Cayce had a pretty well-structured life thus far, prior to the separation of her father and me a little over 2 years ago. My finances are more stable now than they were when TJ was younger, so I am able to afford private school for her. I tried to get TJ to attend a Catholic High School, but I believe he felt out of place when we visited the schools and lacked the confidence to believe that he could be a successful student. Although, I have to admit, I wasn’t too fond of the programming or curriculum they had for students with learning disabilities. I also was worried about TJ wanting to drop out if he felt he wasn’t able to keep up with his peers. I believe Cayce’s home environment (her father and I) provided a strong foundation on her educational journey. Being a kid who had neither, your energy is different going to school and coming home every day. She strived to be the best at everything and still continues that pattern. Her teachers have always provided a very interactive and challenging curriculum, and have been attentive to her learning needs. Although she yearned for education, I believe being surrounded by other children of similar intelligence and eagerness to learn compelled her to strive even harder. The mannerisms that she has at such a young age, are in part due to her educational upbringing. She has gotten dropped off and picked up every day as we do not live in walking distance of the school. When was younger, he had to walk to school with other students in the neighborhood. The school didn’t allow the kids to come in until a certain time and I had to be at work. Cayce’s school offers both before and after care, so I can drop her off as early as 6am and pick her up by 6pm. CPS has never offered any programs like this that I am aware of … and even if they had, I’m sure they would’ve been cancelled based on budget cuts.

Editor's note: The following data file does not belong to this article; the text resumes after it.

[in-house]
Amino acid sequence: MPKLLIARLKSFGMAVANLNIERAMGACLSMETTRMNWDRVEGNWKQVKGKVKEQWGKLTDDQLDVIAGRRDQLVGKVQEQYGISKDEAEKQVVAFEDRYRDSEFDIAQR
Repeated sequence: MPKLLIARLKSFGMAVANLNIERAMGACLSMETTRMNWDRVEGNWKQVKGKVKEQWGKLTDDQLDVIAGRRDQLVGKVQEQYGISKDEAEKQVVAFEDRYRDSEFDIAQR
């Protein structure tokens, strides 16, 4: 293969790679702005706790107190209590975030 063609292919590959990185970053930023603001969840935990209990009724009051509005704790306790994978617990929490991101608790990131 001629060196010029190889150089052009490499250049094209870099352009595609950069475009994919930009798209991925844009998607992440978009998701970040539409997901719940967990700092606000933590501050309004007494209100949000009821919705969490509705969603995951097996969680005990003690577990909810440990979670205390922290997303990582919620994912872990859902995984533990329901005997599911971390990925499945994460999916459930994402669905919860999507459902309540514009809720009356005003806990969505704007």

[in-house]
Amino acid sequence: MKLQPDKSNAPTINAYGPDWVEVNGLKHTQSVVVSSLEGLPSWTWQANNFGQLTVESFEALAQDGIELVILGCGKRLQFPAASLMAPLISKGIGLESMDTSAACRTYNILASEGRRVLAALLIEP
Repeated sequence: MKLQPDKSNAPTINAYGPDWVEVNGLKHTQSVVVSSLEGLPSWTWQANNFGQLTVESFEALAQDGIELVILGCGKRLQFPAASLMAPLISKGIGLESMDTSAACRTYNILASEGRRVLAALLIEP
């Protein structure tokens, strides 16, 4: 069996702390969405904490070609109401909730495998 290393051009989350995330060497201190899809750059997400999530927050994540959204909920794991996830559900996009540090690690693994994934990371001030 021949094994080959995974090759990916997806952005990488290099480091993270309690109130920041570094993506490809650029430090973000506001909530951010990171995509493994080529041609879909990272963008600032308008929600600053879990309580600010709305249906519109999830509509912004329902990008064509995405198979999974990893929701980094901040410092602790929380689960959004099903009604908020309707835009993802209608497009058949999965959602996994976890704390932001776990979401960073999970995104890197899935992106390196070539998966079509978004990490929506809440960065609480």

With all that is going on with CPS, if Cayce attended one of these schools and TJ was younger, I’d probably be unemployed with all these strikes!!!! Now don’t get me wrong, I’m all for “fighting for what’s right…..” but at what cost? Is it worth the possibility of a child losing their life because their out in the streets during what should be school hours? Is it worth a single parent with no help from family or friends, no time available to call off work and possibly the risk of leaving children at home unattended for the sake of keeping a job? Who is actually winning and losing here? As a concerned parent of a 17 year old African American young man living on the west side of Chicago and confused about his path….  I fear for his life as a result of these strikes!!! I fear for his daily activities while I am at work because I am unsure of his whereabouts. I fear for his future!!! Moving forward, I can only hope and pray that these problems within CPS can be resolved in a manner in which our children’s learning and lives are not put at risk.


A Concerned Mother.

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Latoya Oby